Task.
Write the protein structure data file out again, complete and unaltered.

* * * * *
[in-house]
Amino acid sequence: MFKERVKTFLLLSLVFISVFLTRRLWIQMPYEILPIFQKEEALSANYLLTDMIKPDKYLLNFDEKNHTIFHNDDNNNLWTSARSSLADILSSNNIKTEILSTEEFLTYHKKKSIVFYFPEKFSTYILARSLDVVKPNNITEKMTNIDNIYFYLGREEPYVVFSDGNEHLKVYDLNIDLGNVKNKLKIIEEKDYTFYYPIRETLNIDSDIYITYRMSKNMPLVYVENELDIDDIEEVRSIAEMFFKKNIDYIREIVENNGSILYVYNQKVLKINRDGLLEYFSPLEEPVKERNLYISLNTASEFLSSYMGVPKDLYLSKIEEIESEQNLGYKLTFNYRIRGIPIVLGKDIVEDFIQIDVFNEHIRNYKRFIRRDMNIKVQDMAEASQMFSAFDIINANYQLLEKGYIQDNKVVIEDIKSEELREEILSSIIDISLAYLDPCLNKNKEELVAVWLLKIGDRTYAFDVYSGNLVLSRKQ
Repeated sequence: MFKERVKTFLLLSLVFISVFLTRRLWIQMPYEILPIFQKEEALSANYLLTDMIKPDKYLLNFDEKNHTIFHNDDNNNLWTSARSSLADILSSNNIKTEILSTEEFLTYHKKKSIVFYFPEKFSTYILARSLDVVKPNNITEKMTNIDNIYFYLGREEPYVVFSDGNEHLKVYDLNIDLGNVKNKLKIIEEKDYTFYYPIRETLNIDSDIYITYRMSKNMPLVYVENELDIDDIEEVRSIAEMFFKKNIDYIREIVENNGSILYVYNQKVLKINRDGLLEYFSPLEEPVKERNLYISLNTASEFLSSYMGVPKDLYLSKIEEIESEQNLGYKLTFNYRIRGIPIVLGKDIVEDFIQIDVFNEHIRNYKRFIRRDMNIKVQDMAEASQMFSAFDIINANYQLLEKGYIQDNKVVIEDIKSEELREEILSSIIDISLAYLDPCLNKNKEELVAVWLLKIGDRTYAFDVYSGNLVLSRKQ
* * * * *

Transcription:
[in-house]
Amino acid sequence: MFKERVKTFLLLSLVFISVFLTRRLWIQMPYEILPIFQKEEALSANYLLTDMIKPDKYLLNFDEKNHTIFHNDDNNNLWTSARSSLADILSSNNIKTEILSTEEFLTYHKKKSIVFYFPEKFSTYILARSLDVVKPNNITEKMTNIDNIYFYLGREEPYVVFSDGNEHLKVYDLNIDLGNVKNKLKIIEEKDYTFYYPIRETLNIDSDIYITYRMSKNMPLVYVENELDIDDIEEVRSIAEMFFKKNIDYIREIVENNGSILYVYNQKVLKINRDGLLEYFSPLEEPVKERNLYISLNTASEFLSSYMGVPKDLYLSKIEEIESEQNLGYKLTFNYRIRGIPIVLGKDIVEDFIQIDVFNEHIRNYKRFIRRDMNIKVQDMAEASQMFSAFDIINANYQLLEKGYIQDNKVVIEDIKSEELREEILSSIIDISLAYLDPCLNKNKEELVAVWLLKIGDRTYAFDVYSGNLVLSRKQ
Repeated sequence: MFKERVKTFLLLSLVFISVFLTRRLWIQMPYEILPIFQKEEALSANYLLTDMIKPDKYLLNFDEKNHTIFHNDDNNNLWTSARSSLADILSSNNIKTEILSTEEFLTYHKKKSIVFYFPEKFSTYILARSLDVVKPNNITEKMTNIDNIYFYLGREEPYVVFSDGNEHLKVYDLNIDLGNVKNKLKIIEEKDYTFYYPIRETLNIDSDIYITYRMSKNMPLVYVENELDIDDIEEVRSIAEMFFKKNIDYIREIVENNGSILYVYNQKVLKINRDGLLEYFSPLEEPVKERNLYISLNTASEFLSSYMGVPKDLYLSKIEEIESEQNLGYKLTFNYRIRGIPIVLGKDIVEDFIQIDVFNEHIRNYKRFIRRDMNIKVQDMAEASQMFSAFDIINANYQLLEKGYIQDNKVVIEDIKSEELREEILSSIIDISLAYLDPCLNKNKEELVAVWLLKIGDRTYAFDVYSGNLVLSRKQ